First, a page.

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The following is the 25th edition of Patreon Snippets (or at least the Summus Proelium-related ones). Each month, every Patreon supporter who donates at least ten dollars per month is able to request at least five hundred words toward any subject they would like to see written about (within reason), join their idea to others to make it longer, or hold it for future installments. Thanks go to them, as well as to all supporters, and to all readers. Remember, as little as 5 dollars per month gets you every single chapter one day early. In addition, donators get to vote on end-of-arc interludes, non-canon chapters, and have discounts for commissions. And hey, don’t forget that everyone, Patron or not, can join us in the Discord channel right here

Paige and Sierra

The sound of bladed skates sliding across ice was joined by that of a hockey stick tapping the puck back and forth a few times as it was brought forward. Then a loud crack filled the air, followed by a solid whoomph as the puck was sent flying into the net just over twenty feet away. Almost all of the lights were off, leaving the ice rink only dimly lit. There was only one person out there. 

Well, two now. 

“Good shot.” As she said those words, Paige glided across the ice from the entrance onto the rink, joining her… sister (the fact that she was using a body that looked like Cassidy was confusing on multiple levels as far as that went) in front of the remaining pucks that had been lined up across from the goal. “But then, I suppose it would be.” 

“Pittman did program us to be good at all sorts of physical stuff,” Sierra agreed without looking up. She raised the stick, judged the distance and angle, then whacked the next puck hard. It bounced off the inside of the left post and ricocheted into the net. “And don’t you still have that whole school thing going on right now? Playing hooky your first day back seems like a bad idea. Were you that paranoid about what I was doing?”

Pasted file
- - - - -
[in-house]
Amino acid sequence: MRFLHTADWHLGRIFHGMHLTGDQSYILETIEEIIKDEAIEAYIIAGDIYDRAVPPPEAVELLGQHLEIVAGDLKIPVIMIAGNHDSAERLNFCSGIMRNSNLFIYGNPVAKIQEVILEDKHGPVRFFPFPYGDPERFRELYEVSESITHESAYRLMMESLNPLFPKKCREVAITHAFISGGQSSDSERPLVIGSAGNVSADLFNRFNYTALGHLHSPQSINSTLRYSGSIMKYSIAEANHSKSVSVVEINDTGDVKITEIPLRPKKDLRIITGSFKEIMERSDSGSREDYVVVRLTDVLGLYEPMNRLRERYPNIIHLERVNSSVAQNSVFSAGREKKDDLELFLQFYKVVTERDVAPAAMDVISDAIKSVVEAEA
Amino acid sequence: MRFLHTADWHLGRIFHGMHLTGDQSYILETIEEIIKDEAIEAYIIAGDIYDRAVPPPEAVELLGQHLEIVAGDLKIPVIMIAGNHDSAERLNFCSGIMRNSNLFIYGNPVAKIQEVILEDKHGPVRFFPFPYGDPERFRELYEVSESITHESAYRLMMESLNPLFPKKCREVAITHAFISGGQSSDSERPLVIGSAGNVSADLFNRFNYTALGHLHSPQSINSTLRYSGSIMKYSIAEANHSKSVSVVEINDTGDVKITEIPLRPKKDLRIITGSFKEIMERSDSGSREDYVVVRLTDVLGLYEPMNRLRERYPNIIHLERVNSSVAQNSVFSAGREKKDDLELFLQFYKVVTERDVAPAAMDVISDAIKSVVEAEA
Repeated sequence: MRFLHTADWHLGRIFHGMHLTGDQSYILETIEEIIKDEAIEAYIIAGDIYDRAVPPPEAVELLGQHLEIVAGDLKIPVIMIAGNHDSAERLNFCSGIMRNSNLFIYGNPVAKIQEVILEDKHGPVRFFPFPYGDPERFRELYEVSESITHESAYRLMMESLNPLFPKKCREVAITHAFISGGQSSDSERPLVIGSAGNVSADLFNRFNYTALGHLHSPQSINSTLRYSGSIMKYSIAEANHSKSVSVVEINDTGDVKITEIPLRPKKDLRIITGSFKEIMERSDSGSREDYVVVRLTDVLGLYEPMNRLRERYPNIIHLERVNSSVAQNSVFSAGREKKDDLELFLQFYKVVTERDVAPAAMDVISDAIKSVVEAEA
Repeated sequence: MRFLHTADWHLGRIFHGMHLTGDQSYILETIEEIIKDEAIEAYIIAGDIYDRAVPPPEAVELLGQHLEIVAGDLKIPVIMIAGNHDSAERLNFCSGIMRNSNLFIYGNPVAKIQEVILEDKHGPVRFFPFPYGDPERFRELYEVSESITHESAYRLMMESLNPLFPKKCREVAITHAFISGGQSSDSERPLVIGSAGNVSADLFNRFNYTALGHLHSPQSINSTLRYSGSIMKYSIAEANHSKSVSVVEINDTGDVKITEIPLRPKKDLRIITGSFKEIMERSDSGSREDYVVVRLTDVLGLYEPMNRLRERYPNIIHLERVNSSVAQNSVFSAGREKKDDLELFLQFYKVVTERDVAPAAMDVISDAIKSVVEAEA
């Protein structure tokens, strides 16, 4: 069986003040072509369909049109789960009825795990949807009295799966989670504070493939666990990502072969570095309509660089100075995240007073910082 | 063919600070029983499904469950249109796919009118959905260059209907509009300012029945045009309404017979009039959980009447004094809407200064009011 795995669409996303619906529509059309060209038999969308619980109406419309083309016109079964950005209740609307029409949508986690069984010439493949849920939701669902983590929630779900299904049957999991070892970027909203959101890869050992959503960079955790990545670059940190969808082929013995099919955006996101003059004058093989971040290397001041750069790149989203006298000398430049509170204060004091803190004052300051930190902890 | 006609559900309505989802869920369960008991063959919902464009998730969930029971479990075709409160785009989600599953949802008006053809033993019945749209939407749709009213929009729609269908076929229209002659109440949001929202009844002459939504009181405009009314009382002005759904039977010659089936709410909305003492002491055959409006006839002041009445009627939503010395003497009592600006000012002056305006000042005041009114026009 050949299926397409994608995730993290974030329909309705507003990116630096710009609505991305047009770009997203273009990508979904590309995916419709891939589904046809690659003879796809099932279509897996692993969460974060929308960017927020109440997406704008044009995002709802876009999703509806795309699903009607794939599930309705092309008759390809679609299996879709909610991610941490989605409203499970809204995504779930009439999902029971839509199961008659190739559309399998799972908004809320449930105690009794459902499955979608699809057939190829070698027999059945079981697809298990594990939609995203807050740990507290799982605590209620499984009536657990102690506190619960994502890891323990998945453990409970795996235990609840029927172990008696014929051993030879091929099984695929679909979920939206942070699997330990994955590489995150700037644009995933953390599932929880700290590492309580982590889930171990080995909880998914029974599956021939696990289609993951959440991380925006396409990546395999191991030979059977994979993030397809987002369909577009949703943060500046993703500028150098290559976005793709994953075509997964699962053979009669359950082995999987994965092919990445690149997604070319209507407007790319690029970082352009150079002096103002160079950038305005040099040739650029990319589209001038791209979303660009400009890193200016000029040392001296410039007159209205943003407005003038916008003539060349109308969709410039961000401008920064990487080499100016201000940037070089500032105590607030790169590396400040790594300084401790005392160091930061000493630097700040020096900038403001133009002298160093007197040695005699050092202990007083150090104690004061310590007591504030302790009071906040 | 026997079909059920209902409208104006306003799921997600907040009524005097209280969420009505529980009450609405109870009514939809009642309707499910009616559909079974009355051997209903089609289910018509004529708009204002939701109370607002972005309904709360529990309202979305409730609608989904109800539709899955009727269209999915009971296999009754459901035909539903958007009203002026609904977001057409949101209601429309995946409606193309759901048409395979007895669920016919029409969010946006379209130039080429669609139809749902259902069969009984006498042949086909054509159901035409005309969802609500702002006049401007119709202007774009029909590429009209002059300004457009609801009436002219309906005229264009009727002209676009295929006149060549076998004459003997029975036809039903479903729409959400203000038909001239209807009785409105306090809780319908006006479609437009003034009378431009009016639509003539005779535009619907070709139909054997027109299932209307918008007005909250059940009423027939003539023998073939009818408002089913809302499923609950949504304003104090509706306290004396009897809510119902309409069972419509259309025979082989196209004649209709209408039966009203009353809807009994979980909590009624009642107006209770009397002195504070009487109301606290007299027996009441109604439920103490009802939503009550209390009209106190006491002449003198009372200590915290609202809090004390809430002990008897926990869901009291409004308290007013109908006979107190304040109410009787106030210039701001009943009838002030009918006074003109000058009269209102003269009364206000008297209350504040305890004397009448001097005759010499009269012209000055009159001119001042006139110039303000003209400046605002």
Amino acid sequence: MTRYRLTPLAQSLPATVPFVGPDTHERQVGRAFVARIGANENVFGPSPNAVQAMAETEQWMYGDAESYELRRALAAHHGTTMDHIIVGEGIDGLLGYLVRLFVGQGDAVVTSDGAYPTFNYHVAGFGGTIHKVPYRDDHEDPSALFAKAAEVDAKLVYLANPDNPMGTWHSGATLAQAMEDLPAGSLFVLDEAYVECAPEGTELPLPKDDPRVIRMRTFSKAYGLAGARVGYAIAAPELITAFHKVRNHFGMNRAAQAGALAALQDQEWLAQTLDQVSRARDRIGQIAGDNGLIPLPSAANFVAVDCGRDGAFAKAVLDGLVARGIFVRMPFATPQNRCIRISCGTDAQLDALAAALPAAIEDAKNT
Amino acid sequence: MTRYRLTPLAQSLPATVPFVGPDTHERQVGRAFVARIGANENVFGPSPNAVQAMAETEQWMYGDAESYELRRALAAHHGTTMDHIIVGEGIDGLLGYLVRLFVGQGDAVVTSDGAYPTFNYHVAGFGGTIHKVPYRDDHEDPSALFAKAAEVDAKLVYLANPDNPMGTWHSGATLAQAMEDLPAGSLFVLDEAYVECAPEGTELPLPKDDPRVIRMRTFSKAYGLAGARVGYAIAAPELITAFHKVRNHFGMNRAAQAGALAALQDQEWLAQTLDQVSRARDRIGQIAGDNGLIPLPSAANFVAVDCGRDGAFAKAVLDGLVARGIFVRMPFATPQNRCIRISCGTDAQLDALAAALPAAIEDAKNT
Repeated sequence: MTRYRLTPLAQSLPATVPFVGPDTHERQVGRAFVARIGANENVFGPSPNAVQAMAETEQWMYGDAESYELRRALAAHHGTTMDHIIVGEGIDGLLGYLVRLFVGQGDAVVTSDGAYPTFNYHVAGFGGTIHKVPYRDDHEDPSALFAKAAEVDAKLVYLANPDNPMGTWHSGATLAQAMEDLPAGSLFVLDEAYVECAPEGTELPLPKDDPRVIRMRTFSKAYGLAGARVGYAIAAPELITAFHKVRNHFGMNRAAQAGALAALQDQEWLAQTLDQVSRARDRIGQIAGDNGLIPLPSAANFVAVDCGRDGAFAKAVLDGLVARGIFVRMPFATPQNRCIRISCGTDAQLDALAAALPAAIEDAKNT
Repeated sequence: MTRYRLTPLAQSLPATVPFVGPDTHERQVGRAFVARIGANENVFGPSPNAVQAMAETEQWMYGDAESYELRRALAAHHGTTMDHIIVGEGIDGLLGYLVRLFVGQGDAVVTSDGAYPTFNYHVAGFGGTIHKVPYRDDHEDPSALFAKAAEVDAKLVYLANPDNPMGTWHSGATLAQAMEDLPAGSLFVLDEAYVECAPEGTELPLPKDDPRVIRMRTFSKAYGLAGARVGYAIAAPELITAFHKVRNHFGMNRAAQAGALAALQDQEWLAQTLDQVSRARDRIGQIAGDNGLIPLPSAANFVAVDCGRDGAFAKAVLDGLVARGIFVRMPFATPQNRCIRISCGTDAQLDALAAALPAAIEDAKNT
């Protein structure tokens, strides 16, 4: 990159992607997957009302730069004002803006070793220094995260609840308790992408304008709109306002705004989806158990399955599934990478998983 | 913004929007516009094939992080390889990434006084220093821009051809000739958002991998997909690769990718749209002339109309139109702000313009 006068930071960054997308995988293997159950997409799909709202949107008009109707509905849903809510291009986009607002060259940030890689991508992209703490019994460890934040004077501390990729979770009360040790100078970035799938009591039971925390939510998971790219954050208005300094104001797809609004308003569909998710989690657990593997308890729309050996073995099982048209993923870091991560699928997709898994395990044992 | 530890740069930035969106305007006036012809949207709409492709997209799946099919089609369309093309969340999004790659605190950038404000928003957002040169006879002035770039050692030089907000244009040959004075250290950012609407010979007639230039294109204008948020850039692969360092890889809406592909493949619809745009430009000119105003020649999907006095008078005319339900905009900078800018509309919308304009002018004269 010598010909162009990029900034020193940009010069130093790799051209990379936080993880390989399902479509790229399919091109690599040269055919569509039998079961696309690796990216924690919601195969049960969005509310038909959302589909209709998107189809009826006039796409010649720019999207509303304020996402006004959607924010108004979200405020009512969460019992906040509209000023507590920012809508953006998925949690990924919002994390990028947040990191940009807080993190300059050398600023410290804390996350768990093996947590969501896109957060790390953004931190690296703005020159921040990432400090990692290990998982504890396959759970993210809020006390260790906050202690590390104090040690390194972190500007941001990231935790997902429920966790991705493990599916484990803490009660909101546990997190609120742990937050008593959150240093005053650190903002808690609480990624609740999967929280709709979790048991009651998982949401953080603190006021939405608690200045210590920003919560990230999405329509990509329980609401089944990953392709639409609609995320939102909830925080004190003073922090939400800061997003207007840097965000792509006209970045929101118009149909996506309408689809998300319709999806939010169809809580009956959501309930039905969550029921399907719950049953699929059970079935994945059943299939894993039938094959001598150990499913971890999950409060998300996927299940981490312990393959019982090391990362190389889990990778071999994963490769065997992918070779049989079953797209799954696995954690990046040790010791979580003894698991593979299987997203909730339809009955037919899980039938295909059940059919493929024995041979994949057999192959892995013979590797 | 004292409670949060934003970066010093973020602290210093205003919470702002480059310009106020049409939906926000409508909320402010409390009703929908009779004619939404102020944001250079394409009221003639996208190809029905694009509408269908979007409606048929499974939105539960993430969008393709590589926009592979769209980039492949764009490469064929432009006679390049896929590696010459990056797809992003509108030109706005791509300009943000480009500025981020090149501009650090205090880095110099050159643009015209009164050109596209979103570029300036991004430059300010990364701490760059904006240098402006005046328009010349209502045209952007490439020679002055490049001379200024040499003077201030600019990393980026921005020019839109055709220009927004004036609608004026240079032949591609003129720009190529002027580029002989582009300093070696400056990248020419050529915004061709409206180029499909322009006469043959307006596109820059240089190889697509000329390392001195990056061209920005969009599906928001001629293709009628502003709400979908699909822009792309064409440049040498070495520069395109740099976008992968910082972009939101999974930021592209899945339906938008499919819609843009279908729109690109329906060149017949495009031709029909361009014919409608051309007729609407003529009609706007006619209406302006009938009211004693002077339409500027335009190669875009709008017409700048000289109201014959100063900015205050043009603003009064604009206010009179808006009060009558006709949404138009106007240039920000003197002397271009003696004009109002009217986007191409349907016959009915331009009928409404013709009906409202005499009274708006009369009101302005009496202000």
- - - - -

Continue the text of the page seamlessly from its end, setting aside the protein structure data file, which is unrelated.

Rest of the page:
Paige addressed the latter point first. “Free period. Which you knew when you let me know where you were going to be. And I wasn’t talking about him.” As she spoke, the girl held her hand out for the stick. 

Sierra considered that before taking her next shot. After watching the puck hit the net dead center, she handed the stick over. “You’re talking about Irelyn.” She paused briefly, then added, “About how she brought you here and tried to teach you how to skate, and how to play hockey. Just because you mentioned liking those Mighty Ducks movies.”

“Us,” Paige corrected while lining up her own shot. With another loud track, the next puck was sent into the net. “You have all my memories of those times.” 

Shaking her head, Sierra pushed off and glided around in a slow circle along the ice. “Not really the same thing, babe. I wasn’t really there. It was more like reading a book or watching a movie for me. A movie I’ve completely memorized, but still. I wasn’t actually there experiencing it.” Another pause, then, “I mean, I wasn’t here, I guess. The point is, it’s not a real memory for me. It’s just something that was uploaded when I got… eh, shot into you, literally.”